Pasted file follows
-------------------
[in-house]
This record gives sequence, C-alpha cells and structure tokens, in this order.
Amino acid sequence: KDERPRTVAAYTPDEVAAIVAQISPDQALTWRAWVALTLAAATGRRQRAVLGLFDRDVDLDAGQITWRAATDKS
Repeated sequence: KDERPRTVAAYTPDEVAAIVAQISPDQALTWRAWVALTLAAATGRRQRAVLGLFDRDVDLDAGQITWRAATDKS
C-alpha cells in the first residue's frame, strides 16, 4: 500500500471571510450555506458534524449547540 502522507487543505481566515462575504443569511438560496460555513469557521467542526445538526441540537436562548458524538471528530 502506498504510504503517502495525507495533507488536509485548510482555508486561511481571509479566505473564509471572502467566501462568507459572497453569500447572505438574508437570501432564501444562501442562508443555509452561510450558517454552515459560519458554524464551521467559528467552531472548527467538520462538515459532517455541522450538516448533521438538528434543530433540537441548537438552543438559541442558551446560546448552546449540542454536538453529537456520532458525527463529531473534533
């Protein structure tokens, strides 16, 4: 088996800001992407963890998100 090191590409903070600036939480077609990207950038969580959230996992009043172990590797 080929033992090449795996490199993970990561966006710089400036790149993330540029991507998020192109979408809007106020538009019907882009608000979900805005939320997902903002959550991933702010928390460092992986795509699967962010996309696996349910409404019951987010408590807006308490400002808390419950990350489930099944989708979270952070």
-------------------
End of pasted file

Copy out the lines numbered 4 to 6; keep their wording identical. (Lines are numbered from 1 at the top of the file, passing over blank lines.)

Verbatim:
Repeated sequence: KDERPRTVAAYTPDEVAAIVAQISPDQALTWRAWVALTLAAATGRRQRAVLGLFDRDVDLDAGQITWRAATDKS
C-alpha cells in the first residue's frame, strides 16, 4: 500500500471571510450555506458534524449547540 502522507487543505481566515462575504443569511438560496460555513469557521467542526445538526441540537436562548458524538471528530 502506498504510504503517502495525507495533507488536509485548510482555508486561511481571509479566505473564509471572502467566501462568507459572497453569500447572505438574508437570501432564501444562501442562508443555509452561510450558517454552515459560519458554524464551521467559528467552531472548527467538520462538515459532517455541522450538516448533521438538528434543530433540537441548537438552543438559541442558551446560546448552546449540542454536538453529537456520532458525527463529531473534533
């Protein structure tokens, strides 16, 4: 088996800001992407963890998100 090191590409903070600036939480077609990207950038969580959230996992009043172990590797 080929033992090449795996490199993970990561966006710089400036790149993330540029991507998020192109979408809007106020538009019907882009608000979900805005939320997902903002959550991933702010928390460092992986795509699967962010996309696996349910409404019951987010408590807006308490400002808390419950990350489930099944989708979270952070």